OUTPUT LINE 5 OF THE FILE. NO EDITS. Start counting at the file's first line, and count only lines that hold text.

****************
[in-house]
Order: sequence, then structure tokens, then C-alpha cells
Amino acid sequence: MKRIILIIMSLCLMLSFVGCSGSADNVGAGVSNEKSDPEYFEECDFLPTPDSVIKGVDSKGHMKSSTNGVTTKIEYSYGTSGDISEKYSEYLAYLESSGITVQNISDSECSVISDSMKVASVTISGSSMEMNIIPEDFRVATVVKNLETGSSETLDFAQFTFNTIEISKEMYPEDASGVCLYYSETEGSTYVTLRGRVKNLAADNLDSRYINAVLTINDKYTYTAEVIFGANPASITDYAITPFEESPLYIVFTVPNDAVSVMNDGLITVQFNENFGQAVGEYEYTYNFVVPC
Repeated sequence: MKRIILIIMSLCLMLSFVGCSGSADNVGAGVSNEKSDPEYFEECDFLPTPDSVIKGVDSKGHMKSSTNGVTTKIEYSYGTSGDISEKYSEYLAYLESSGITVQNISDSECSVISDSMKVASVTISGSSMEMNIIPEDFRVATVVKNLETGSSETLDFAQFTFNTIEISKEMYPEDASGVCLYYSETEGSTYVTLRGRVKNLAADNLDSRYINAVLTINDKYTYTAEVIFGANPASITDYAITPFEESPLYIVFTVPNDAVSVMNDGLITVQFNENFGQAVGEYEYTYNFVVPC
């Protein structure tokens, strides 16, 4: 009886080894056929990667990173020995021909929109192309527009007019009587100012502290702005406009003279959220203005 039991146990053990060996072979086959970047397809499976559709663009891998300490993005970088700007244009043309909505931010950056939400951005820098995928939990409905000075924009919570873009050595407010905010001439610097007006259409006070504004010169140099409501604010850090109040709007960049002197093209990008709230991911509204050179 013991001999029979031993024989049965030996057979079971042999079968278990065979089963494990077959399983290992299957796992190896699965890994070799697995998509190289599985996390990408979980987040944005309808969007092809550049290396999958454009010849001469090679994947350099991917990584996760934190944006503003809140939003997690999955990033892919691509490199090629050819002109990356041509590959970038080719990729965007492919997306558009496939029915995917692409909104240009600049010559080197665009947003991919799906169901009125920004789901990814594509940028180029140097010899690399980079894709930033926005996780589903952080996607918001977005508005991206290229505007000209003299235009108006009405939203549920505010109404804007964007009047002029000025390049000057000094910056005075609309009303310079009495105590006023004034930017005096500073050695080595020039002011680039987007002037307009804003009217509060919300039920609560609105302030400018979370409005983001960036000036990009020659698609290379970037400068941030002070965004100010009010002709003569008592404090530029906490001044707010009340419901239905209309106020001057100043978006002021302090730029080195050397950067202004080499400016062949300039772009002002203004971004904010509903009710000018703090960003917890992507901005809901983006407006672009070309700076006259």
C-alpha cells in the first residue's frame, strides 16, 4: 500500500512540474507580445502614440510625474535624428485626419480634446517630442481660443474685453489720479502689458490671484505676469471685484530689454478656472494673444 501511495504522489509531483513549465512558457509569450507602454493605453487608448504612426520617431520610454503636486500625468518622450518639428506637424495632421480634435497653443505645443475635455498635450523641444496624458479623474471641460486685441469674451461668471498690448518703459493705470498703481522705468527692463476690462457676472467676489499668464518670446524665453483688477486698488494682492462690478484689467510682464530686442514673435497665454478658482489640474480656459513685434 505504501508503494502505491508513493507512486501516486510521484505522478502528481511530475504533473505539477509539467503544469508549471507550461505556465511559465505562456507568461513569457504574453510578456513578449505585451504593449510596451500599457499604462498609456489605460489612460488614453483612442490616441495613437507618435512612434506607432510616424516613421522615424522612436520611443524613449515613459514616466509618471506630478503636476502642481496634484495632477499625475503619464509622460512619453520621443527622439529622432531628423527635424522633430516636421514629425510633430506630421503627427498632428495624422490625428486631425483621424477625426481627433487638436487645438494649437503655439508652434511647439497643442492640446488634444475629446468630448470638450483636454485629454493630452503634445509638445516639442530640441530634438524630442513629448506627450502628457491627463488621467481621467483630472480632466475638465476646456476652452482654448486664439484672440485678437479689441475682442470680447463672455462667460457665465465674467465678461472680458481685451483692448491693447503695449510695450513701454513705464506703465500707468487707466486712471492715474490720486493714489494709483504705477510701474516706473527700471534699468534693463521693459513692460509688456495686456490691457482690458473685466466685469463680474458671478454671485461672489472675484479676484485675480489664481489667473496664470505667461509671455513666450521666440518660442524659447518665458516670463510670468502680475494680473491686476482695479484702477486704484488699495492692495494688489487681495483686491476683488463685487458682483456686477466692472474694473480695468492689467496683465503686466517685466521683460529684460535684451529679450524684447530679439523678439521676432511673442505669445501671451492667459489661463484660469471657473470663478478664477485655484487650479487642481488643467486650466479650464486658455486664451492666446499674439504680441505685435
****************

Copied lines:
């Protein structure tokens, strides 16, 4: 009886080894056929990667990173020995021909929109192309527009007019009587100012502290702005406009003279959220203005 039991146990053990060996072979086959970047397809499976559709663009891998300490993005970088700007244009043309909505931010950056939400951005820098995928939990409905000075924009919570873009050595407010905010001439610097007006259409006070504004010169140099409501604010850090109040709007960049002197093209990008709230991911509204050179 013991001999029979031993024989049965030996057979079971042999079968278990065979089963494990077959399983290992299957796992190896699965890994070799697995998509190289599985996390990408979980987040944005309808969007092809550049290396999958454009010849001469090679994947350099991917990584996760934190944006503003809140939003997690999955990033892919691509490199090629050819002109990356041509590959970038080719990729965007492919997306558009496939029915995917692409909104240009600049010559080197665009947003991919799906169901009125920004789901990814594509940028180029140097010899690399980079894709930033926005996780589903952080996607918001977005508005991206290229505007000209003299235009108006009405939203549920505010109404804007964007009047002029000025390049000057000094910056005075609309009303310079009495105590006023004034930017005096500073050695080595020039002011680039987007002037307009804003009217509060919300039920609560609105302030400018979370409005983001960036000036990009020659698609290379970037400068941030002070965004100010009010002709003569008592404090530029906490001044707010009340419901239905209309106020001057100043978006002021302090730029080195050397950067202004080499400016062949300039772009002002203004971004904010509903009710000018703090960003917890992507901005809901983006407006672009070309700076006259």